Again by invoking Section 57(5) the said copy becomes admissible for the purpose of proving the contents of the original document. The certified copy of the suit mortgage deed is admissible in evidence. But this will not dispense with the proof ofthe execution of the same. Assuming this decision to be correct, which I have no doubt that it is so, the certified copy of the mortgage-bond dated March 28 1907 may be admissible in evidence as secondary evidence but that does not dispense with the proof of actual execution. There is no proof of actual execution of the mortgage-deed in this case. Hence the principles as laid down in (1954) 2 Mad LJ (Andhra) 75, do not help the contention of the appellant.
9. The document being more than thirty years old, leads us to a consideration of the further question of presumption under Section 90 of the Evidence Act. The law has been well laid down by the Privy Council in the case of Basant Singh v. Brijraj Saran Singh, reported in AIR 1935 PC 132. Their Lordships, in that case, held that Section 90 clearly requires the production of the particular document in regard to which the Court may make the statutory presumption and that if the document produced is a copy over thirty years old the signatures authenticating the copy may be presumed to be genuine and sufficient to justify the presumption of due execution, as was done in Seethayya v. Subramanya Somayajulu, 56 Ind App 146: (AIR 1929 PC 115). In the case of Ramakrishna Mehapatra v. Gangadhar Mohapatra, AIR 1958 Orissa 26 a Division Bench of this Court laid down the scope of the principle underlying Section 90 of the Evidence Act.
What was held by me in that case was if a private document thirty years old or more is produced from proper custody and is on its face free from suspicion, the Court may presume that it has been signed or written by the person whose signature it bears or in whose handwriting it purports to be and that it has been fully attested and executed, if it purports so to be. In other words, documents thirty years old prove themselves. The age of a document, its unsuspicious character, the production from proper custody and other circumstances are the foundation for the presumption as enunciated in the above section. This rule, it is now well settled, was founded on necessity and convenience. It is extremely difficult and sometimes impossible to prove the handwriting or signature or execution of ancient documents after the lapse of many years. It is there-Fore presumed that all persons acquainted with execution of documents, if any, are dead, and proof of those facts are dispensed with. Thus, the presumption relates to the execution of the documents, that is signature, attestation etc. in other words its genuineness, but not to the truth of its contents.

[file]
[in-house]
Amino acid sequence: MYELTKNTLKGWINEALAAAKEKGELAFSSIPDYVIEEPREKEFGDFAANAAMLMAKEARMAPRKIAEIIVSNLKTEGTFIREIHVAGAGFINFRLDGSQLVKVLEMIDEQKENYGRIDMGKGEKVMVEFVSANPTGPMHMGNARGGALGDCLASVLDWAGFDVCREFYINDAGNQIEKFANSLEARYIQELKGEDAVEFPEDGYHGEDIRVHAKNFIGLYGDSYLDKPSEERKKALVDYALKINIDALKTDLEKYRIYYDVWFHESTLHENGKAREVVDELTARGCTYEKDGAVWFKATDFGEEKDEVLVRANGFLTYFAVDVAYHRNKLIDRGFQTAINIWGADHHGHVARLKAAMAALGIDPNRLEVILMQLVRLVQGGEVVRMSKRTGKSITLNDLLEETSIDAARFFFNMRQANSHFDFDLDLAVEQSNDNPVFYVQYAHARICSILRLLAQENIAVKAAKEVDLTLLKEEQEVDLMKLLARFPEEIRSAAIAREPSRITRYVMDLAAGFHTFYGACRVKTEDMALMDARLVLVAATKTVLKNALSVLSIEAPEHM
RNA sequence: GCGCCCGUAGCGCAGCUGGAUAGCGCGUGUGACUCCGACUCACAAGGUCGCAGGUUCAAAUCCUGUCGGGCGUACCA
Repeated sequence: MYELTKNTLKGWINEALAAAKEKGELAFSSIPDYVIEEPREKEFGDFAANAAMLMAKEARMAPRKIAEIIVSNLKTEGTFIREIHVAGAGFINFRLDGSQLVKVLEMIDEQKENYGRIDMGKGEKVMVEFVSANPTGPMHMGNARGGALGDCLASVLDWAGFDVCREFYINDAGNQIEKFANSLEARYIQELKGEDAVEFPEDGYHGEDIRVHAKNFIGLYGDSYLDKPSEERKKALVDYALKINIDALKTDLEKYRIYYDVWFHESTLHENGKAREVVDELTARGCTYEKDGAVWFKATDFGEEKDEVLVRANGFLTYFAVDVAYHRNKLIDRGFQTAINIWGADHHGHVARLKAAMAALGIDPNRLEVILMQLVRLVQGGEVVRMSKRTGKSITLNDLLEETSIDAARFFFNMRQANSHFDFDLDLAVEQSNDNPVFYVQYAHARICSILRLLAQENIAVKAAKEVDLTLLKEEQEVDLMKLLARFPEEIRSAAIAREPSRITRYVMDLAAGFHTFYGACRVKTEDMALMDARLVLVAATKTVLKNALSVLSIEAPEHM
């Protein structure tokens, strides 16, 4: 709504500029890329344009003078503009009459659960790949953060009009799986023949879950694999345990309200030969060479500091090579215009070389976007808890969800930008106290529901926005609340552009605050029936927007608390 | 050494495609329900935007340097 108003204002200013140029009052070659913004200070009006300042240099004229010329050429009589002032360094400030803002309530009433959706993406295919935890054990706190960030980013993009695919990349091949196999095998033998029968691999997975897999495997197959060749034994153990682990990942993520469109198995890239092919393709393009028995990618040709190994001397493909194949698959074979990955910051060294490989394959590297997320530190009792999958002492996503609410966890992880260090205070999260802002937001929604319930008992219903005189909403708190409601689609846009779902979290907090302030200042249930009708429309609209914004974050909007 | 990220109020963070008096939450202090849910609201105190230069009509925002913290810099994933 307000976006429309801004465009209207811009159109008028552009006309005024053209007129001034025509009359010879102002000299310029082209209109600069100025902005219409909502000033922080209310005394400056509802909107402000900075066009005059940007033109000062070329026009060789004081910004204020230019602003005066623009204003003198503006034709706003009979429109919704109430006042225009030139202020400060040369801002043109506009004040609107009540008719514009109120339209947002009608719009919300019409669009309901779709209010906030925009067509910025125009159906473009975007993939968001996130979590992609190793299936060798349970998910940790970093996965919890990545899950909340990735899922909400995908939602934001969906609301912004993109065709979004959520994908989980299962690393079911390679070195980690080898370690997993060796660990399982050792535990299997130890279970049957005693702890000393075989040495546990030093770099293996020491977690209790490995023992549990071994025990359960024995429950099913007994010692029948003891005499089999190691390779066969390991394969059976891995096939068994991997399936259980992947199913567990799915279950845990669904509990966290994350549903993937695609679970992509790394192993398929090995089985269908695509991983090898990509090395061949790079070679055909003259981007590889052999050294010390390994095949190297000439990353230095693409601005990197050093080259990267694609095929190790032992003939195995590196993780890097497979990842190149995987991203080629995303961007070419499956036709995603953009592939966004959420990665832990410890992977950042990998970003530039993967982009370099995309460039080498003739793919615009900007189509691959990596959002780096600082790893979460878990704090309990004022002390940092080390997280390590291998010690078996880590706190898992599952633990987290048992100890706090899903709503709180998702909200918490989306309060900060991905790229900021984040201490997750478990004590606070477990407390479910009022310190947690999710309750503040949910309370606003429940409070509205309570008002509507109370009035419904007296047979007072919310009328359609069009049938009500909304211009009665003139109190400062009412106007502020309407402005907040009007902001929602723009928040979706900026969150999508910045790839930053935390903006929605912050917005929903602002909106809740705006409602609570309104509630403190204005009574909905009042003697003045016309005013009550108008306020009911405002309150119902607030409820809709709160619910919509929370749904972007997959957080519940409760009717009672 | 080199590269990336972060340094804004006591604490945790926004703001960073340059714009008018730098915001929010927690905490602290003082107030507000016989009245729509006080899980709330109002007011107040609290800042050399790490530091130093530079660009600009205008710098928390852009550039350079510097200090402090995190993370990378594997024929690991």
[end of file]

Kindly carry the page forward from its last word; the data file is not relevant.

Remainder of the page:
Hence, assuming the signature to be correct, still the due execution of the mortgage deed must be proved which the plaintiff had failed to prove.
10. There is yet another difficulty regarding the admissibility of Ext. 4. Admittedly Ext. 4 is a certified copy of the original mortgage-deed, purporting to have been executed in the 1907. The Supreme Court in the case of Harihar Prasad Singh v. Deonarain Prasad, reported in (S) AIR 1956 SC 305 held that the presumption enacted in Section 90 can be raised only with reference to the original documents and not to copies thereof. Accordingly the presumption under Section 90 cannot be availed of in the present case, Ext. 4 being a certified copy.
11. Turning now to the second contention of Mr. Panda that the appellate Court having rejectedall the documents filed on behalf of the defendant except Ext. D and D/1 should not have found possession with the defendant and negatived the possession of the plaintiff. He relied, for that purpose, on a decision of the Patna High Court Jaldhari Mahato v. Rajendra Singh, reported in AIR 1958 Pat 386. What was held in that case was that the presumption of possession arising from title is not available where the land is capable of actual possession by cultivation or otherwise, and there is no evidence of possession or the evidence adduced is unworthy of credit. But this presumption is available in all cases (1) where the evidence is equally strong and apparently equally well balanced on both sides so that it is difficult to determine where the truth lies; (2) where the evidence on both sides is Weak or unsatisfactory, but not value-less or wholly incredible: (3) where the land is of such a peculiar nature that the evidence of actual user and enjoyment in the ordinary manner could hardly be, expected, e.g., the lands which are waste, jungle, parti, gora, submersed under water or any other kind of land incapable of cultivation.
To this extent the general rule laid down by the Full Bench in the case of Shiva Prasad Singh v. Hira Singh, AIR 1921 Pat 237 (FB) must be deemed to be modified and in such cases the plaintiff can succeed on the strength of this title alone. This case seems to have no application at all to the present case, because the finding in this case is that the plaintiff had failed to prove his title and possession within 12 years of the suit which is binding on this court. Secondly the evidence of possession is in favour of the defendant, and thirdly this being a residential house it is capable of possession. Accordingly, there does not appear to be any force at all in the second contention as raised by Mr. Panda.
12. Both the contentions having failed, theappeal is bound to be dismissed. Accordingly, Iwould dismiss this appeal. Each party to bearhis own costs in this Court.